• locus
  • Since 2001 it has been discovered that DM2 is caused by a CCTG (cytosine-cytosine-thymine-guanine) expansion on chromosome 3 at locus 3q21, but as of 2004 it is not known how this repeat affects muscle cell function. (thefreedictionary.com)
  • Maculopathy has been reported in rare cases, and may be linked effects from the mutation on the ATXN1 locus on genes in neighboring loci. (wikipedia.org)
  • Dominance in genetics is a relationship between alleles of one gene, in which the effect on phenotype of one allele masks the contribution of a second allele at the same locus. (wikipedia.org)
  • alleles
  • The alleles, which are a variant form of a gene involved in this form of MD are: PABPN1, (GCG)n EXPANSION, (GCG)8-13, PABPN1, (GCG)n EXPANSION, (GCG)7 and PABPN1, GLY12ALA. (wikipedia.org)
  • Normal alleles usually have 22 or 23 repeats, but can contain up to 31 repeats. (wikipedia.org)
  • More generally, where a gene exists in two allelic versions (designated A and a), three combinations of alleles are possible: AA, Aa, and aa. (wikipedia.org)
  • Thus, each gene also has a corresponding homologue, which may exist in different versions called alleles. (wikipedia.org)
  • 1997
  • A plasmid encoding the binding activity was purified and used to clone the complete bruno gene (Webser, 1997). (sdbonline.org)
  • several genes
  • The degree of disease aggressiveness depends on the number of repeats and resultant alteration in the expression of several genes. (omicsonline.org)
  • It appears to be involved in regulating gene expression based on its location in the nucleus of the cell, its association with promoter regions of several genes, and its interactions with transcriptional regulators and parts of the RNA splicing machinery. (wikipedia.org)
  • sequence
  • In people who have DM1, this sequence of nucleotides is repeated too many times-more than the normal number of 37 times-and thus this section of the gene is too big. (thefreedictionary.com)
  • An expression screen based on the binding of Bru to its target sequence was designed in order to identify the gene coding for Bruno. (sdbonline.org)
  • There is a CAG repeat in the coding sequence which is longer in humans than other species (6-38 uninterrupted CAG repeats in healthy humans versus 2 in the mouse gene). (wikipedia.org)
  • The 5' end of the HD gene has a sequence of three DNA bases, cytosine-adenine-guanine (CAG), coding for the amino acid glutamine, that is repeated multiple times. (wikipedia.org)
  • onset
  • In general, the more repeats in the affected range that someone has, the earlier the age of onset of symptoms and the more severe the symptoms. (thefreedictionary.com)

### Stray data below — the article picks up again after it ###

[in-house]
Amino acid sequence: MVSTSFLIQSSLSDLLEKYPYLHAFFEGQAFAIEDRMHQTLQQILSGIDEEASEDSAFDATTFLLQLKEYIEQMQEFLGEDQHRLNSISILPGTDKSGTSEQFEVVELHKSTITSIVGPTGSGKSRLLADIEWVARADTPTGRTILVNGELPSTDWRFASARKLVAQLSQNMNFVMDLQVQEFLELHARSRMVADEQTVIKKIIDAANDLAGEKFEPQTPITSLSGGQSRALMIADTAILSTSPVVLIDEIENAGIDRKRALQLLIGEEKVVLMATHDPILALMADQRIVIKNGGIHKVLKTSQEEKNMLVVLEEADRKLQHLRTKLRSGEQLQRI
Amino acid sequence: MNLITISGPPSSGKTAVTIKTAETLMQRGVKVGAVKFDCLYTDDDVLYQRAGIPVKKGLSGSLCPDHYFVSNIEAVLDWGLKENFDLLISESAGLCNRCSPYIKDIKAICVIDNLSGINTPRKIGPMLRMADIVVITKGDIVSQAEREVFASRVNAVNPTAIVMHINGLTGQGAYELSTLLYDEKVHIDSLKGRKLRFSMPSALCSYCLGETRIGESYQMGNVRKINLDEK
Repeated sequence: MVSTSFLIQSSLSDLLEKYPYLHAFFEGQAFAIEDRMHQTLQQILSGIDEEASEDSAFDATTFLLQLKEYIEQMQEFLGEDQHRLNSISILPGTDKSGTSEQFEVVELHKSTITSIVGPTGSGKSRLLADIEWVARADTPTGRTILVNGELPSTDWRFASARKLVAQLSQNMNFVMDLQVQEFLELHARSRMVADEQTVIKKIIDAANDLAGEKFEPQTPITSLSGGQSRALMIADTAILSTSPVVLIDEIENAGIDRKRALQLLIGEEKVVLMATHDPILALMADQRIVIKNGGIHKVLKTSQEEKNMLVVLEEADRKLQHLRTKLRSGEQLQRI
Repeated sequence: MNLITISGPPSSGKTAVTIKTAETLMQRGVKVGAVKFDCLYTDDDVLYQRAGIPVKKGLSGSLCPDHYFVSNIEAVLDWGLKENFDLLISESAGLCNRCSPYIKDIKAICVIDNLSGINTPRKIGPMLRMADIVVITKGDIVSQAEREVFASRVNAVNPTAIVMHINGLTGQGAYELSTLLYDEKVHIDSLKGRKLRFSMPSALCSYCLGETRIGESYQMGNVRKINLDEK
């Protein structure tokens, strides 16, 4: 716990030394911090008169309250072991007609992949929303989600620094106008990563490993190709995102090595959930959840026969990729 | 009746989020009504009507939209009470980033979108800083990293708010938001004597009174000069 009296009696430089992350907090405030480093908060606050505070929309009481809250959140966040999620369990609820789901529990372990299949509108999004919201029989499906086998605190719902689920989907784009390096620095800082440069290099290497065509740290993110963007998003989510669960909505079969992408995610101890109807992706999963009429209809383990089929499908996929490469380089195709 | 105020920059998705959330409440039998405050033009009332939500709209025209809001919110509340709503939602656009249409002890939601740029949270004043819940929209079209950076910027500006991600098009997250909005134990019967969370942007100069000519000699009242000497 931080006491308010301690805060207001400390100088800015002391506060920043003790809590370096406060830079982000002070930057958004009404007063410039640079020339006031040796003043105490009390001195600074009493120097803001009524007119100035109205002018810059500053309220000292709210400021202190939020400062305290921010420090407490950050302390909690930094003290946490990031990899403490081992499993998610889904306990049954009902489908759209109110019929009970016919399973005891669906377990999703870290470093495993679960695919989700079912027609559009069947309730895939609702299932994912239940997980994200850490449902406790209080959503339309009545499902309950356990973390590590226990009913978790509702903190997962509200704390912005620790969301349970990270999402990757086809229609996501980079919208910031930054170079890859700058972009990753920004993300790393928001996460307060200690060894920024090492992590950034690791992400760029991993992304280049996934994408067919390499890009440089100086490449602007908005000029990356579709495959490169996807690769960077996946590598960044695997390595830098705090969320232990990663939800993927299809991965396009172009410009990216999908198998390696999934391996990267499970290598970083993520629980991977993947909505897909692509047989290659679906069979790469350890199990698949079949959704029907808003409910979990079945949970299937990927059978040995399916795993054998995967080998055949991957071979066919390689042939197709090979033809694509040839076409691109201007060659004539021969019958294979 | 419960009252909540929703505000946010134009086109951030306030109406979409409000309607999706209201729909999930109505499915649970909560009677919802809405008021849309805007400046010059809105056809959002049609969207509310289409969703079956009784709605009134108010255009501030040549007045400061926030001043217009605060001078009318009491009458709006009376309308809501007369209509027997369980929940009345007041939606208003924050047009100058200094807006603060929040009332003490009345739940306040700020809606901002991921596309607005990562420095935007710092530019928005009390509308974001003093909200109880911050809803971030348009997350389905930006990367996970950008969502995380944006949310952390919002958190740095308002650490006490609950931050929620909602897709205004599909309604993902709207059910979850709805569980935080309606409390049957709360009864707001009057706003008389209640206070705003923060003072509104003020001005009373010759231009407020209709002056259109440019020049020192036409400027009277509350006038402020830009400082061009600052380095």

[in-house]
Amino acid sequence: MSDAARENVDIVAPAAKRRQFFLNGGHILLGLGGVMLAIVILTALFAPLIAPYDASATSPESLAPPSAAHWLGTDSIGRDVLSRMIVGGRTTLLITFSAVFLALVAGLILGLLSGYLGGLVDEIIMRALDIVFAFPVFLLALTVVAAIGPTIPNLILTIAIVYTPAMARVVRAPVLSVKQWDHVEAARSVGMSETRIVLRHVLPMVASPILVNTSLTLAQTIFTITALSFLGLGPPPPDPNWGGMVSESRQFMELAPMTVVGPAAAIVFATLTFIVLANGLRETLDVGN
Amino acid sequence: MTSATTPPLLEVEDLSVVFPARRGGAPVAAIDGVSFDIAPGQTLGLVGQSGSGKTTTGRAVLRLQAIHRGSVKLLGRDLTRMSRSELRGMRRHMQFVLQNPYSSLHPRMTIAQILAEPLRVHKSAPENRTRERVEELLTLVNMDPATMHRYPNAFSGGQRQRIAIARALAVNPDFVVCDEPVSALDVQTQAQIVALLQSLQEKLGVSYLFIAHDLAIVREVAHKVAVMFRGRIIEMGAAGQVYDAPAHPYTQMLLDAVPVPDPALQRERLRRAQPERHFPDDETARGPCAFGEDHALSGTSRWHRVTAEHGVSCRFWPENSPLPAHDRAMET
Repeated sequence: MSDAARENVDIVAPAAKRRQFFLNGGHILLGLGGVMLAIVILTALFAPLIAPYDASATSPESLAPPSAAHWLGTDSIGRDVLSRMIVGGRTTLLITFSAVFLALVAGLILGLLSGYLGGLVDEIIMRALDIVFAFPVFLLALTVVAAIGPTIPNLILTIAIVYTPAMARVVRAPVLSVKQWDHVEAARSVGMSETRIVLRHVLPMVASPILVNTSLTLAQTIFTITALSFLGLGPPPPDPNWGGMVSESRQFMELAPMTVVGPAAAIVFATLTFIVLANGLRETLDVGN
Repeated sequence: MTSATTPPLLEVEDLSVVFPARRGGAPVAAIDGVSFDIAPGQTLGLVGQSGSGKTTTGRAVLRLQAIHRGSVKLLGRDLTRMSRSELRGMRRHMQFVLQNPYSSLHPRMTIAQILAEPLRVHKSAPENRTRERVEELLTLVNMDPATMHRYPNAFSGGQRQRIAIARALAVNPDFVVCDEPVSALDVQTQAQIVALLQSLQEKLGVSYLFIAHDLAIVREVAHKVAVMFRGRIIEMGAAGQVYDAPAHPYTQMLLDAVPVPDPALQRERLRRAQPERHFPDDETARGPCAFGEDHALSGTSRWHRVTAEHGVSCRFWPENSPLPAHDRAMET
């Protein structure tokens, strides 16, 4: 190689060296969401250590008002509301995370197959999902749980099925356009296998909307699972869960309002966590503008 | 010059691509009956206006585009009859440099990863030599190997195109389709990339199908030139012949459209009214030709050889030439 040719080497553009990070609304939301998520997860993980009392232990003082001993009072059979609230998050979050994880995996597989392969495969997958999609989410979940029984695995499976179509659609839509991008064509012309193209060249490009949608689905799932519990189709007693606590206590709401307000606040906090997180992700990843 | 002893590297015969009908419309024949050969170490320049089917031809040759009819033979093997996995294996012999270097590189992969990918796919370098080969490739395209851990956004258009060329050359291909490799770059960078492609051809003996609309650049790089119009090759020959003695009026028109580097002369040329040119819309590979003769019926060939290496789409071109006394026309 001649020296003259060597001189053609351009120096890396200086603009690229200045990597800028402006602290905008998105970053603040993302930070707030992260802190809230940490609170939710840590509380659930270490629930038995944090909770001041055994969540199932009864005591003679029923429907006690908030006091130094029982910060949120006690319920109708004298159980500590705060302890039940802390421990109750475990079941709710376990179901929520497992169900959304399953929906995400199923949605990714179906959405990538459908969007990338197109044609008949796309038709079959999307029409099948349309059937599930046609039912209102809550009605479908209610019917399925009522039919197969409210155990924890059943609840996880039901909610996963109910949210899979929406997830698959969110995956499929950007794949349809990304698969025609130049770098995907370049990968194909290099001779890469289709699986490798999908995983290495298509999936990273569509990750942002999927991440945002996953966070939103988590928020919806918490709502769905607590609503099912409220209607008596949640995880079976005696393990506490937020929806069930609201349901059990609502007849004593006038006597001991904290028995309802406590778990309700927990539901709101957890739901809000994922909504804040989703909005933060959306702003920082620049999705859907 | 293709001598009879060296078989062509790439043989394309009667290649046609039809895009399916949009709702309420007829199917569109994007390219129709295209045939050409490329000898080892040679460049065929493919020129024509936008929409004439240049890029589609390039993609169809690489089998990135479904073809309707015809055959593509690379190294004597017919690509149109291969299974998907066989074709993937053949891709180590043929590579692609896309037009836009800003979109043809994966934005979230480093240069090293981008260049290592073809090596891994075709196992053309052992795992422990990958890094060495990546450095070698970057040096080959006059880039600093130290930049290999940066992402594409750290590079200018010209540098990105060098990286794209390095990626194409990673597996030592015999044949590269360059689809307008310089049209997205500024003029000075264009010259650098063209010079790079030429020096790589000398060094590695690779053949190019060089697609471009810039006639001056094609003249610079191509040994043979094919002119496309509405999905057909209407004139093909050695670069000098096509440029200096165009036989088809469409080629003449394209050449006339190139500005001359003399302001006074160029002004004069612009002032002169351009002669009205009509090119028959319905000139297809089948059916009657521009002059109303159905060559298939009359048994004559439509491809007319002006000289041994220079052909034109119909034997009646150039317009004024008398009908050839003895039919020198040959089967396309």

• A larger expansion can result in an earlier age of onset in children than in their affected parent. (thefreedictionary.com)
  • As in several other trinucleotide-repeat disorders, there is a strong association between repeat length and age at disease onset, with higher repeat length leading to earlier onset. (bmj.com)
  • Repeats of 39 or more uninterrupted CAG triplets cause disease, and longer repeat tracts are correlated with earlier age of onset and faster progression. (wikipedia.org)
  • citation needed] There have been reported cases where a polyglutamine expansion may lengthen when passed down, which often can result in an earlier age-of-onset and a more severe disease phenotype for individuals who inherit the disease allele. (wikipedia.org)
  • Longer repeats are usually associated with earlier onset and more severe disease. (wikipedia.org)
  • causative gene
  • They cloned the causative gene/mutation and studied the in vitro biochemical consequences of the mutation, culminating in a 2001 paper An hPer2 phosphorylation site mutation in familial advanced sleep-phase syndrome, reporting the first circadian gene mutation in humans. (wikipedia.org)
  • huntingtin gene
  • The huntingtin gene, also called the HTT or HD (Huntington disease) gene, is the IT15 ("interesting transcript 15") gene, which codes for a protein called the huntingtin protein. (wikipedia.org)
  • Thus, the likelihood of neuronal death can be predicted by accounting for two factors: (1) the length of CAG repeats in the Huntingtin gene and (2) the neuron's exposure to diffuse intracellular mutant huntingtin protein. (wikipedia.org)
  • Disease
  • An expansion of the trinucleotide (GCN) repeat from normal 10 to 11-17 at the 5' end of the coding region of this gene leads to autosomal dominant oculopharyngeal muscular dystrophy (OPMD) disease. (wikipedia.org)